Remembering Dr Simon Hercules, First Doctor in TN Claimed by COVID
A doctor known for his generosity, Dr Simon was denied dignity in death by the residents of the city he served.
Producer: Smitha TK
Video Editor: Puneet Bhatia
“The demise of Dr Simon Hercules is what opened the eyes to the nation. Our country understood the consequences of what COVID can do. It does not kill people alone, even the doctors. Today it was Dr Simon, tomorrow it could be you, it could be me.”Dr Pradeep, Orthopaedic Surgeon & Dr Simon’s Colleague
On 19 April, a 55-year-old neurosurgeon, Dr Simon Hercules, had breathed his last. He was the first doctor in Tamil Nadu who died of COVID-19.
It has been five months since his death, and the doctor’s family continues to receive calls and messages from colleagues and patients acknowledging the doctor’s efforts and goodwill.
“There are people whose lives have been changed by this man and they still owe it to him and he is living through them,” Dr Pradeep, Orthopaedic Surgeon and Dr Simon’s colleague told The Quint.
Denied Dignity in Death
The neurosurgeon has helped hundreds of patients in his lifetime and is remembered by people around him as a person who put humanity first. But in his death, Dr Simon was denied dignity by residents of the city he served.
In fact, his family couldn’t even bid a final goodbye to the doctor, who had contracted the disease from patients he was treating. He passed away at the Apollo Hospital in Vanagaram in Chennai on 19 April and at 9 pm his body was handed over to the concerned authorities.
His family and colleagues along with corporation officials initially went to TP Chatram in Kilpauk for the last rites. But when they were on their way, they were told a crowd of 100 people had gathered near the burial ground in a bid to stop them.
According to the police, local civic workers had informed the residents about the burial and people had gathered to protest, stirred by rumours that this could lead to the spread of the virus.
The ambulance carrying Dr Simon’s body was then diverted to the Velangadu cemetery to avoid any altercations. However, even there they were met with sticks and stones.
Dr Pradeep still recollects how the corporation officials had run away because of the attack and had to return later at 11pm to perform the rites quietly. He along with two ward boys and a policeman managed to finally lay the doctor to rest.
“At that time all that I had was fear and responsibility. I have to finish burying him and run for my life. I can't run away from my responsibility,” he told The Quint.
A Man Who Did Real Charity
Dr Simon Hercules hailed from a humble family in Tirunelveli. He completed his MBBS at the Chengalpattu Medical College, University of Madras and graduated in 1989. He then completed MS (General Surgery), FRCS (Edin), MCh (Neurosurgery) and Clinical Attachment in Neurosurgery.
He then started the New Hope Medical Centre in Kilpauk in Chennai and was known as a proficient neurosurgeon in the city.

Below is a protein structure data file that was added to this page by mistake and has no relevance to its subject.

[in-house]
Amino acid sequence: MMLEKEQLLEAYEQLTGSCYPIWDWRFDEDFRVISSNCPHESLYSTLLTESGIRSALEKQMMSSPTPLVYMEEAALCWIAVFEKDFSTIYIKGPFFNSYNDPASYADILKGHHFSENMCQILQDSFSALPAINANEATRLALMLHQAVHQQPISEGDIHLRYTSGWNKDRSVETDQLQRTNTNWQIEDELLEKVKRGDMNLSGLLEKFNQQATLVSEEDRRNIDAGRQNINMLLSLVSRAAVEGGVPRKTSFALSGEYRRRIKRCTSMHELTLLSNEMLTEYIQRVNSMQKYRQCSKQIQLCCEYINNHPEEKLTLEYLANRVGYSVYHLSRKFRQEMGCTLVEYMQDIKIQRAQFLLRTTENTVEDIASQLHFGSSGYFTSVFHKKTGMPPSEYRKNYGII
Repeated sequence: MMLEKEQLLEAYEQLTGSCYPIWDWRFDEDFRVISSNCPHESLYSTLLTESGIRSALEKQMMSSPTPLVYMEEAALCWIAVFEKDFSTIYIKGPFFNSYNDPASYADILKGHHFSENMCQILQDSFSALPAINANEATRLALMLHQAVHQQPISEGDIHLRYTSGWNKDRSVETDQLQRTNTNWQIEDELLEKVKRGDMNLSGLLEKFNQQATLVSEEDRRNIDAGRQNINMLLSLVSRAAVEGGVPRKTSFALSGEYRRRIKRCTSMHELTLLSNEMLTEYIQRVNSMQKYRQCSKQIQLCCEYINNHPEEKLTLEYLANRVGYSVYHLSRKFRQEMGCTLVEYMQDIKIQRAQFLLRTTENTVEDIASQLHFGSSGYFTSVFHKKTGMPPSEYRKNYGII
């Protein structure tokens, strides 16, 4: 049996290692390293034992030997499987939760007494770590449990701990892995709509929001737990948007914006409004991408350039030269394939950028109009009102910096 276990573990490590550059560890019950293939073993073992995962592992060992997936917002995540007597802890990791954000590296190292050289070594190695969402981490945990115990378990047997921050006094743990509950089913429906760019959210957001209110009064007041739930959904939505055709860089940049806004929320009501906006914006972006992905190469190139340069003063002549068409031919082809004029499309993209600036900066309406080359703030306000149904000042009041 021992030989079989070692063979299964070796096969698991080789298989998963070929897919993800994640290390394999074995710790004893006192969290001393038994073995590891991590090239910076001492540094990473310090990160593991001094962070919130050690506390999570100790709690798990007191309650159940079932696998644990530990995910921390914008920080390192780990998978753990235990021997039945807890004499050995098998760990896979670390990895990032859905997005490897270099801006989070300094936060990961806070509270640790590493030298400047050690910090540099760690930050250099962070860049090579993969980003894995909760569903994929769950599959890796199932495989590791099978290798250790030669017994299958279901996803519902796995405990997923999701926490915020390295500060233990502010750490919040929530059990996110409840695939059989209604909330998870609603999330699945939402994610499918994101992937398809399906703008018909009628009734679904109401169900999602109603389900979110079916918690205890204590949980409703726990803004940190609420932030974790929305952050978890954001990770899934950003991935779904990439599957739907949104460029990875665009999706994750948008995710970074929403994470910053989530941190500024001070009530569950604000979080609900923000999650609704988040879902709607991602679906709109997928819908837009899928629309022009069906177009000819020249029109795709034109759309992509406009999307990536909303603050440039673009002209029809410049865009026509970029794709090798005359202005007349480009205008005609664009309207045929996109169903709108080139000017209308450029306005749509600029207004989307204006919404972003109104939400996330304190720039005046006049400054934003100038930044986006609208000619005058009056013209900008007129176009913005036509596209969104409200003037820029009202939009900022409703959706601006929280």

Several patients whose lives have been saved because of Dr Simon said he was a hardworking man, full of integrity. He has treated many patients for free, who couldn’t afford it.
“We are from a village in Tirunelveli and he studied in a government school. God usually doesn’t give one person everything – education, good character, desire to help. He was such a good man. There is nothing that can do to make up for this loss. He was working all the time and serving people. He had treated so many for free,” said Anandi, his wife.
“A young female patient came and she didn’t have any money. She required a huge spinal surgery which would’ve costed lakhs. He said we will do it here. Expenses were too high but he said, ‘Thats okay. We’ll take care.’ People who do real charity don’t go out and say they are doing all this.”Dr Pradeep, Orthopaedic Surgeon & Dr Simon’s Colleague
‘Treat the Poor, God Will Pay Us’
He founded the Antony Foundation in 2013 for providing health, social, educational and medical services to the needy.
Dr Jason who worked with him for nine years and considers Dr Simon as his mentor, friend and role model, said he always talked about serving people, rather than just treating them. “He would mingle with everybody and not see who is poor, rich, educated, illiterate. If there was a decision to be taken in the hospital he would accept suggestions from the baseline workers to the high level ones,” he said.
His children Aro Shime Hercules and Aloysius Anton Hercules wish to take his good work forward.
“My father would always say, if they are poor and we give them service, then God will pay us back,” she said.
India has recorded over one lakh deaths due to COVID-19, which includes over 400 doctors. But these are not mere numbers. These healthcare workers have saved so many lives and educated many to do the same and so their memory lives on.
“I hope his life is not lost in vain. I want people to understand that he fought for us and lost and we are fighting on his behalf now.”Dr Pradeep, Orthopaedic Surgeon & Dr Simon’s Colleague
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